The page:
Thomas E. Woods, Jr., is the New York Times bestselling author of 11 books, including The Politically Incorrect Guide to American History and Meltdown (on the financial crisis.) A senior fellow of the Ludwig von Mises Institute, Woods has appeared on MSNBC, CNBC, FOX News, FOX Business, C-SPAN, Bloomberg Television, and hundreds of radio programs... (Read More)
The Associated Press has a not entirely absurd story on nullification today, linked from Drudge. (It does cite the “supremacy clause” argument against nullification, so it’s not perfect.)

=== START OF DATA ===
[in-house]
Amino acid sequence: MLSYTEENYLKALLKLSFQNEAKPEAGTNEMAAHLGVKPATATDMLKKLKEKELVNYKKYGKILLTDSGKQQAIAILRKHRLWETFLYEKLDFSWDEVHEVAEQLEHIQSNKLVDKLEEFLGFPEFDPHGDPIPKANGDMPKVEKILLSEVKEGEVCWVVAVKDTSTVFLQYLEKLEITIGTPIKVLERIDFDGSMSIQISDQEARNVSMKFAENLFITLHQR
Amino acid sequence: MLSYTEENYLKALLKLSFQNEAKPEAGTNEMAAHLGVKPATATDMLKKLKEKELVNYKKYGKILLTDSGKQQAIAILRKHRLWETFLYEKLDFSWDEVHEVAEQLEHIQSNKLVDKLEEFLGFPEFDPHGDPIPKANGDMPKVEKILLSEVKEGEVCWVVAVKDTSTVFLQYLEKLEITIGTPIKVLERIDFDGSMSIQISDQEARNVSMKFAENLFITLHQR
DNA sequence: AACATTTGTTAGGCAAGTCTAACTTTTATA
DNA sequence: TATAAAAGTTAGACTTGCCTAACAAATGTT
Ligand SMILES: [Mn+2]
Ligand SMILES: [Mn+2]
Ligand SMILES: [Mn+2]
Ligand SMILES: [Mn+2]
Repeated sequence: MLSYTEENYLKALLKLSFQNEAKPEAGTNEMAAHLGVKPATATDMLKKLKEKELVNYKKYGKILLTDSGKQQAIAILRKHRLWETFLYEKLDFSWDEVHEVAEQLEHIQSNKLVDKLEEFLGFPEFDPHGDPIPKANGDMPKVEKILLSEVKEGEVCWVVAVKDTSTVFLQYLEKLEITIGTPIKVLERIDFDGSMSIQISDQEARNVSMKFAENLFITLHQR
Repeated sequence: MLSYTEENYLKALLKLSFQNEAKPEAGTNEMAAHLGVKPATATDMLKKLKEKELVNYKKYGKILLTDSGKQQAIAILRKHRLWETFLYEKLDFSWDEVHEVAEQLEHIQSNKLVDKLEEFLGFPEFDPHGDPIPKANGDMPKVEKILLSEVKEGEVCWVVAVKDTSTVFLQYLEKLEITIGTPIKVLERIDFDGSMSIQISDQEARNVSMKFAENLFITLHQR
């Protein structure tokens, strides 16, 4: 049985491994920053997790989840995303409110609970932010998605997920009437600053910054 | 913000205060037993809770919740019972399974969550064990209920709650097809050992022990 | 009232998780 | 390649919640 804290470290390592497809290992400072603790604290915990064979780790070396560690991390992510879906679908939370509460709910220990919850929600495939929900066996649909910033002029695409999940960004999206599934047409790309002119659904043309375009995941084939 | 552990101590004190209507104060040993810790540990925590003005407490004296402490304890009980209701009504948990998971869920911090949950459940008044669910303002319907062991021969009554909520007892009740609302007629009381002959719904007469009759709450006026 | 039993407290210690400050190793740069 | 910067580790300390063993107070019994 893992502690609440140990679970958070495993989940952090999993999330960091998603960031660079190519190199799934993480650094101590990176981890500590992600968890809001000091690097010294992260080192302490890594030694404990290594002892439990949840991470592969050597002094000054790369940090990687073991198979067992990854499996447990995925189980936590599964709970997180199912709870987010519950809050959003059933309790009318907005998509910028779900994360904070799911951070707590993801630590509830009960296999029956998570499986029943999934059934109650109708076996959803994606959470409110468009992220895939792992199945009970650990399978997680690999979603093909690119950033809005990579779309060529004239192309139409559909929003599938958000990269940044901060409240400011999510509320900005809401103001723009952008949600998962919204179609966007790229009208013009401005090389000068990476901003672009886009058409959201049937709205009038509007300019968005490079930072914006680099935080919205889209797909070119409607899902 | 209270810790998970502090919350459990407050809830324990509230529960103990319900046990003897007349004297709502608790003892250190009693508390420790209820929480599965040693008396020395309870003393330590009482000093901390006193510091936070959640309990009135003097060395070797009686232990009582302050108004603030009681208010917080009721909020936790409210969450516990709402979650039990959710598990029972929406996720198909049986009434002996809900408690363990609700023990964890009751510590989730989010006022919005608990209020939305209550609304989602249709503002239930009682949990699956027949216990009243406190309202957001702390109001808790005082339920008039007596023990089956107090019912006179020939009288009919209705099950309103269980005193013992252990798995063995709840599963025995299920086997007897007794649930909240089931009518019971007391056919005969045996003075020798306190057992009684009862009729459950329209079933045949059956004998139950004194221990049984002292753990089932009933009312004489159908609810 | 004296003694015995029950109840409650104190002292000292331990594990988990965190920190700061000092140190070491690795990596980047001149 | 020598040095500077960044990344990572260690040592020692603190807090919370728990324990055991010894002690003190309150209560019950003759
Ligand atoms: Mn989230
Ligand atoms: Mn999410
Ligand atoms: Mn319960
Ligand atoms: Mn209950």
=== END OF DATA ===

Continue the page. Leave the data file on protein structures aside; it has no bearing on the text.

The article ends by quoting from a couple online messages sent to the governor about a Missouri nullification bill pertaining to gun rights. The person opposed to the bill, an Ann Hevelka from the Kansas City suburb of Gladstone, writes: “Outlandish bills like this — completely flouting our federal system — make Missouri the laughingstock of the nation.”
Ann Hevelka is a good student. She learned the government version of U.S. history well. Thomas Jefferson is “outlandish.” “Our federal system” means the federal government monopolizes the interpretation of the Constitution, and its infallible interpretations must be accepted by the states in silence. And the worst fate imaginable is that deep thinkers like Bill O’Reilly and Rachel Maddow might laugh at you.